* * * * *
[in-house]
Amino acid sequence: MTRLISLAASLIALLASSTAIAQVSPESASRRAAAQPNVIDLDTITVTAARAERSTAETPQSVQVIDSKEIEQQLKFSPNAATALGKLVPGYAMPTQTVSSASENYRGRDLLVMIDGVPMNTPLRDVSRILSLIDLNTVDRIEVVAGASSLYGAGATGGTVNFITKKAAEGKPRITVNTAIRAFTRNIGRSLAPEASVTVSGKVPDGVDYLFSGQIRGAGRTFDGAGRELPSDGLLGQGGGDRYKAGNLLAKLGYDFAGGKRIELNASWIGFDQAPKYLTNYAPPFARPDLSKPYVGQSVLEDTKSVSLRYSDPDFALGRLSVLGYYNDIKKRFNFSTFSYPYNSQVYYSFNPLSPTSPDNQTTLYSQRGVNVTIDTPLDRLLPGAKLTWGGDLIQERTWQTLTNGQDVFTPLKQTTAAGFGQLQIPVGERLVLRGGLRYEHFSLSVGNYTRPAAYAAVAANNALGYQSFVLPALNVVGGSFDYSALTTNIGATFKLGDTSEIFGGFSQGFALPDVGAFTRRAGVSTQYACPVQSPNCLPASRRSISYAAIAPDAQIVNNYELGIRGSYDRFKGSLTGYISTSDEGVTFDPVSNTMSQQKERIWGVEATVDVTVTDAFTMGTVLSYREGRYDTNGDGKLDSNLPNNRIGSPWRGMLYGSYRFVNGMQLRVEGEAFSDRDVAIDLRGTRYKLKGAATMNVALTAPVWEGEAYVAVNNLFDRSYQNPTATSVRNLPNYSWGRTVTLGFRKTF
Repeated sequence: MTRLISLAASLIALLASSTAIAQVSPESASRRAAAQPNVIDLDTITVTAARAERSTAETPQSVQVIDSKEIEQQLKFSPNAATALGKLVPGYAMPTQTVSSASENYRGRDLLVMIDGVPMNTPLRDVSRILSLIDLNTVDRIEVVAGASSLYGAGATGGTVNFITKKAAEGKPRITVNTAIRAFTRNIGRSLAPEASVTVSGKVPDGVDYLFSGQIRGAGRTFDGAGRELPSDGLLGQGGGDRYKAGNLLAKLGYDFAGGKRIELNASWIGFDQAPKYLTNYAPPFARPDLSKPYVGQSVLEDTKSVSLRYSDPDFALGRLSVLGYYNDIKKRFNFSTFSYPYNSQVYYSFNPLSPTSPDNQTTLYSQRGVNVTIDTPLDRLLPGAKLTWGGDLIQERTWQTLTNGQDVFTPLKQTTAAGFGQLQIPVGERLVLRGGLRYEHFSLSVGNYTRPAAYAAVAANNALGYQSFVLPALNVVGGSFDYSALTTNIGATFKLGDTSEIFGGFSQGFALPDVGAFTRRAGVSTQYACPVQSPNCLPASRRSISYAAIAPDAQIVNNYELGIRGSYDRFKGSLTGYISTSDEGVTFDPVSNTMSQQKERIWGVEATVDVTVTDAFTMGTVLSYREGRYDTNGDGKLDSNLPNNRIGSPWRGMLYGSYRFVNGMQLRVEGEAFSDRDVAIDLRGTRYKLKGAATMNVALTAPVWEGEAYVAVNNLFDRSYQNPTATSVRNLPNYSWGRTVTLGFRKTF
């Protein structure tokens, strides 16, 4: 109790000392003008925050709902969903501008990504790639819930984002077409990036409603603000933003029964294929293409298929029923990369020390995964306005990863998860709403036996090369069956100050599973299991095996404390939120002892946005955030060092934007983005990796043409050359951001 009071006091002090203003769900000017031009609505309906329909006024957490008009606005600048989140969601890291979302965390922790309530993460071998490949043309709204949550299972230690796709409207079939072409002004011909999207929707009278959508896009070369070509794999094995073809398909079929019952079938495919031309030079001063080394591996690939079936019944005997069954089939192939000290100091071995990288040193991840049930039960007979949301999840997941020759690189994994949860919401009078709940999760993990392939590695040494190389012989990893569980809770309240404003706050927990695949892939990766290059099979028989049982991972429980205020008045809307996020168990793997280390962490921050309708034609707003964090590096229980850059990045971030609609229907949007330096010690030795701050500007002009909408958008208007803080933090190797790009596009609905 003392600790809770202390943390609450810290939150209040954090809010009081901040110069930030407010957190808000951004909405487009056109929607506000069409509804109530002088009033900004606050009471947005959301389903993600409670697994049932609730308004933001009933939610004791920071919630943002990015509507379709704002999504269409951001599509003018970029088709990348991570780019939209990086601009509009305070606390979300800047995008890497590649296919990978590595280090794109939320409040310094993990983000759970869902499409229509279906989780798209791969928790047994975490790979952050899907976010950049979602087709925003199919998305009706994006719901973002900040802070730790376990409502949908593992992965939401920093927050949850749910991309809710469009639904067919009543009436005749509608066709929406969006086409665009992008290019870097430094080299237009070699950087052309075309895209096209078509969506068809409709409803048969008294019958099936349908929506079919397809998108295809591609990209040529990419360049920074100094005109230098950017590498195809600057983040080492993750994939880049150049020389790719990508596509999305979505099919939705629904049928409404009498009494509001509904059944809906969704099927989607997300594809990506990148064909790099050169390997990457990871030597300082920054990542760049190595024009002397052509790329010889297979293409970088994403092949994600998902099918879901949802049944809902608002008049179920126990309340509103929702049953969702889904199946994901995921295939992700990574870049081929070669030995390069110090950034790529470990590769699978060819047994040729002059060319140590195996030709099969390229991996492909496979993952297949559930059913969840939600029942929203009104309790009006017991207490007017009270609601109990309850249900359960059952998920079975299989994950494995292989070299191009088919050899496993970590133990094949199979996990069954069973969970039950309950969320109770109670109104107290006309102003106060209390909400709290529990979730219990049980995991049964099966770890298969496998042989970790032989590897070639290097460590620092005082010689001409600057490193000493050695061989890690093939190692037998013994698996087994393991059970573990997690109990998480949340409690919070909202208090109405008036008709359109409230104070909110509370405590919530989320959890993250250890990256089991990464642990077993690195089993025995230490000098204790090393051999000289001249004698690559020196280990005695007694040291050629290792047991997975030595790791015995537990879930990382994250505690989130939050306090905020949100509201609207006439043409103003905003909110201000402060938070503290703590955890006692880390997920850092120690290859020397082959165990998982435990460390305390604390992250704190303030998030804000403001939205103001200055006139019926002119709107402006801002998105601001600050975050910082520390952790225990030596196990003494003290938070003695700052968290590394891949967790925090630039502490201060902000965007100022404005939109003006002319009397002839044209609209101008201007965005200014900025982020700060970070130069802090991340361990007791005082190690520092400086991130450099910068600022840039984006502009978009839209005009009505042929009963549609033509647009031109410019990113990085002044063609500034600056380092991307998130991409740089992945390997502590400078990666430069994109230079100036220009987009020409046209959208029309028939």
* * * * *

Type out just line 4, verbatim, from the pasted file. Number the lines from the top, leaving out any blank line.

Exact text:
């Protein structure tokens, strides 16, 4: 109790000392003008925050709902969903501008990504790639819930984002077409990036409603603000933003029964294929293409298929029923990369020390995964306005990863998860709403036996090369069956100050599973299991095996404390939120002892946005955030060092934007983005990796043409050359951001 009071006091002090203003769900000017031009609505309906329909006024957490008009606005600048989140969601890291979302965390922790309530993460071998490949043309709204949550299972230690796709409207079939072409002004011909999207929707009278959508896009070369070509794999094995073809398909079929019952079938495919031309030079001063080394591996690939079936019944005997069954089939192939000290100091071995990288040193991840049930039960007979949301999840997941020759690189994994949860919401009078709940999760993990392939590695040494190389012989990893569980809770309240404003706050927990695949892939990766290059099979028989049982991972429980205020008045809307996020168990793997280390962490921050309708034609707003964090590096229980850059990045971030609609229907949007330096010690030795701050500007002009909408958008208007803080933090190797790009596009609905 003392600790809770202390943390609450810290939150209040954090809010009081901040110069930030407010957190808000951004909405487009056109929607506000069409509804109530002088009033900004606050009471947005959301389903993600409670697994049932609730308004933001009933939610004791920071919630943002990015509507379709704002999504269409951001599509003018970029088709990348991570780019939209990086601009509009305070606390979300800047995008890497590649296919990978590595280090794109939320409040310094993990983000759970869902499409229509279906989780798209791969928790047994975490790979952050899907976010950049979602087709925003199919998305009706994006719901973002900040802070730790376990409502949908593992992965939401920093927050949850749910991309809710469009639904067919009543009436005749509608066709929406969006086409665009992008290019870097430094080299237009070699950087052309075309895209096209078509969506068809409709409803048969008294019958099936349908929506079919397809998108295809591609990209040529990419360049920074100094005109230098950017590498195809600057983040080492993750994939880049150049020389790719990508596509999305979505099919939705629904049928409404009498009494509001509904059944809906969704099927989607997300594809990506990148064909790099050169390997990457990871030597300082920054990542760049190595024009002397052509790329010889297979293409970088994403092949994600998902099918879901949802049944809902608002008049179920126990309340509103929702049953969702889904199946994901995921295939992700990574870049081929070669030995390069110090950034790529470990590769699978060819047994040729002059060319140590195996030709099969390229991996492909496979993952297949559930059913969840939600029942929203009104309790009006017991207490007017009270609601109990309850249900359960059952998920079975299989994950494995292989070299191009088919050899496993970590133990094949199979996990069954069973969970039950309950969320109770109670109104107290006309102003106060209390909400709290529990979730219990049980995991049964099966770890298969496998042989970790032989590897070639290097460590620092005082010689001409600057490193000493050695061989890690093939190692037998013994698996087994393991059970573990997690109990998480949340409690919070909202208090109405008036008709359109409230104070909110509370405590919530989320959890993250250890990256089991990464642990077993690195089993025995230490000098204790090393051999000289001249004698690559020196280990005695007694040291050629290792047991997975030595790791015995537990879930990382994250505690989130939050306090905020949100509201609207006439043409103003905003909110201000402060938070503290703590955890006692880390997920850092120690290859020397082959165990998982435990460390305390604390992250704190303030998030804000403001939205103001200055006139019926002119709107402006801002998105601001600050975050910082520390952790225990030596196990003494003290938070003695700052968290590394891949967790925090630039502490201060902000965007100022404005939109003006002319009397002839044209609209101008201007965005200014900025982020700060970070130069802090991340361990007791005082190690520092400086991130450099910068600022840039984006502009978009839209005009009505042929009963549609033509647009031109410019990113990085002044063609500034600056380092991307998130991409740089992945390997502590400078990666430069994109230079100036220009987009020409046209959208029309028939």